Find out why Poland's pig farmers are concerned about their livelihoods

Find out why Poland's pig farmers are concerned about their livelihoods
Copyright euronews
Copyright euronews
By Hans von der Brelie
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African Swine Fever, ASF, is a disease transmitted from wild boar to farmed pigs. There's no risk to us, ASF can't infect humans, but it does cause huge economic problems and Poland is currently on the front line. Find out in Unreported Europe what is being done to stop the spread of the disease.

COVID-19 is not the only virus causing problems in Europe, there's also African Swine Fever, ASF, which is a disease transmitted from wild boar to farmed pigs.

There's no risk to us, ASF can't infect humans, but it does cause huge economic problems and Poland is currently on the front line

Originally, a cargo ship brought ASF with it from Africa to Georgia in 2007. It then spread through Russia and Eastern Europe and entered Poland in 2014. Recently the disease has reached Poland’s border with Germany.

Tomasz Zdrojewski coordinates Poland's anti-hunting NGO and showed Euronews where hunters had found wild boar.

“This is the place where a group was hunting," said Zdrojewski. "A few weeks ago they dragged dead animals through the field. Here we see smears of blood, dozens of meters long. That’s a real problem because other wild boar will become infected with this blood.”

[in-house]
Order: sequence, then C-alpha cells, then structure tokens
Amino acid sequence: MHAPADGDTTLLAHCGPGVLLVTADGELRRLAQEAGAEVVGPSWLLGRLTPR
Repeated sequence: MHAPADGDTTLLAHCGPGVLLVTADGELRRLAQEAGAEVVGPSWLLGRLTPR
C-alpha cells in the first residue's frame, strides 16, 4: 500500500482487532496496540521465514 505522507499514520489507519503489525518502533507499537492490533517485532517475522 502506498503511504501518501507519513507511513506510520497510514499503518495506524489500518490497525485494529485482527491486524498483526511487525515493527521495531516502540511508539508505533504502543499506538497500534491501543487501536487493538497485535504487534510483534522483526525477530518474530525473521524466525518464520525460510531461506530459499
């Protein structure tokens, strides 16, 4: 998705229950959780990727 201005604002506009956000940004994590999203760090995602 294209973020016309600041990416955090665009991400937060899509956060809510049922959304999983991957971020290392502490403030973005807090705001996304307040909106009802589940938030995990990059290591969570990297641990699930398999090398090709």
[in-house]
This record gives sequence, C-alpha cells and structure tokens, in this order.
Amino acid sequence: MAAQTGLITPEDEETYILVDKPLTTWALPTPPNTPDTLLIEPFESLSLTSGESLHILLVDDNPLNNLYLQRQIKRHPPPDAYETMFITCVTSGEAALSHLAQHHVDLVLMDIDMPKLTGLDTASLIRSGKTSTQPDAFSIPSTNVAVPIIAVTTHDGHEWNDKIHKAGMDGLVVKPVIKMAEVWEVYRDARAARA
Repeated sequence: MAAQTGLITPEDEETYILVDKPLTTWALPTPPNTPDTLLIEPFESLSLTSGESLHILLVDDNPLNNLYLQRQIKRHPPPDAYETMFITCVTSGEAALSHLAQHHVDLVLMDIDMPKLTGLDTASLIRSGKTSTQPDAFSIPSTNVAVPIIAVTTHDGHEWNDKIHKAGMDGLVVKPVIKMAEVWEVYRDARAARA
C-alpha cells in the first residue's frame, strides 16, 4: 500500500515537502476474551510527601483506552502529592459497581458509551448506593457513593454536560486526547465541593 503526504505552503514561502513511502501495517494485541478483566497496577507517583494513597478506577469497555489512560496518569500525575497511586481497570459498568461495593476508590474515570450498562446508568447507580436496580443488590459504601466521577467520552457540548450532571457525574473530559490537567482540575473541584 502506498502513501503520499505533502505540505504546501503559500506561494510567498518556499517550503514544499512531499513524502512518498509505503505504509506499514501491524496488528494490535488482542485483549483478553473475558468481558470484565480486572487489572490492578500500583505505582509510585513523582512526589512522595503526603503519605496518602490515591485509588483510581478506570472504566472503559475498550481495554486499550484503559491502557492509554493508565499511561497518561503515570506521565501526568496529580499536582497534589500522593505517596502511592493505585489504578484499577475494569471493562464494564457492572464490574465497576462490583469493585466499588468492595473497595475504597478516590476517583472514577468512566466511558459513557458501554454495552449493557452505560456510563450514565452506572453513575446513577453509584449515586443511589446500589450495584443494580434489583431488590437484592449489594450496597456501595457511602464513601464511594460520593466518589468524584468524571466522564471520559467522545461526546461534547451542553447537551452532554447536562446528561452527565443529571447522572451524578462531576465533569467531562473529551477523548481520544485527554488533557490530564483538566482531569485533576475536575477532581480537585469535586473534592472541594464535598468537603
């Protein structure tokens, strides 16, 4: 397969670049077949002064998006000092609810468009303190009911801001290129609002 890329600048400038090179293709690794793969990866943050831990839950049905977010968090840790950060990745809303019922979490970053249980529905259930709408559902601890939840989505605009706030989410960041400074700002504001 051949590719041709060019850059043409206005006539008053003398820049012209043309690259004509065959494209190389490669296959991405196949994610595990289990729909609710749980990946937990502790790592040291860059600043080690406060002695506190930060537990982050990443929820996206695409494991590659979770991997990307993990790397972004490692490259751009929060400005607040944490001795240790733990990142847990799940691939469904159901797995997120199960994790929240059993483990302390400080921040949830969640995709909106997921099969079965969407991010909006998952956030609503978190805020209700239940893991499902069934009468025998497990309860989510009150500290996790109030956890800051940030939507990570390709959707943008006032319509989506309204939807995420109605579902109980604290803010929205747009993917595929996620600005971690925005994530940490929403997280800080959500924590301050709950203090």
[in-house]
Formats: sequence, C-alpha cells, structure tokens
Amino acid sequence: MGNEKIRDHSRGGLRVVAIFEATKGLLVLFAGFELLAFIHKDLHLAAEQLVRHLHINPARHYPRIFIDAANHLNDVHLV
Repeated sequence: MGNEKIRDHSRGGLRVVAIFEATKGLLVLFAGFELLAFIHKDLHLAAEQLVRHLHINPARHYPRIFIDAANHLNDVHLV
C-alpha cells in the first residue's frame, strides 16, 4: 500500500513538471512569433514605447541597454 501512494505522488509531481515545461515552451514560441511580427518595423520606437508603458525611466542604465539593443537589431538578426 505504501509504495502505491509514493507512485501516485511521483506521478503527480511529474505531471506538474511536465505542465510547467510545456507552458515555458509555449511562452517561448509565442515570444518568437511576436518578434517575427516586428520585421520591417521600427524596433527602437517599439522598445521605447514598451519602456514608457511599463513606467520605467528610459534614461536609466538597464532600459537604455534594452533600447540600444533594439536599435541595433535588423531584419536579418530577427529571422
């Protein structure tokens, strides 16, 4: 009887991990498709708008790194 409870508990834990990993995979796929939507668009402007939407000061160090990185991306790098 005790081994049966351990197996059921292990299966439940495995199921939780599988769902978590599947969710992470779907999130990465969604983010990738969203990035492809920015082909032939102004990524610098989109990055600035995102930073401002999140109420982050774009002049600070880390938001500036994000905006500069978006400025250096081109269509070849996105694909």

Some Polish hunters do not respect European rules on handling dead animals which were put in place to slow the spread of the infection.

“The problem is group hunting," added Zdrowjeski. "Scared animals rush to other regions, which takes the epidemic west. There have been many hunts taking place here, despite group hunts being banned in this buffer zone.”

Looking at mobile phone video of hunters with a dead boar, Zdrojewski explains the problems.

“They are cutting the wild boar without special cloth, without respecting the regulations; blood is everywhere, and their car is standing there in the blood.”

Pig farmer in western Poland

In western Poland, in a small town of Miedzyrzecz, Pawel Egrowski exports pig meat to the UK and Japan.

When wild boar carrying the ASF pathogen was found in his region, Egrowski immediately sold all his 9,000 pigs. Then he increased protection measures.

“Biosecurity is really important because cars come from other locations," said Egrowski. "There is a real obligation to disinfect them first by driving over this special mat to clean the wheels. On top of that, we spray disinfection all over the sides of the car.”

Recently he met the Polish agriculture minister and says farmers like the government's plan to kill 90 percent of Poland's wild boar.

A law now authorizes the use of silencers and if needed, the army can get involved.

Earlier this year, after fencing off the region, some 2,000 wild boar were shot nearby.

Egrowski receives state support to switch to less intensive pig farming, with just half the livestock he had before.

He supports the current government's approach to dealing with ASF, but criticises their predecessors.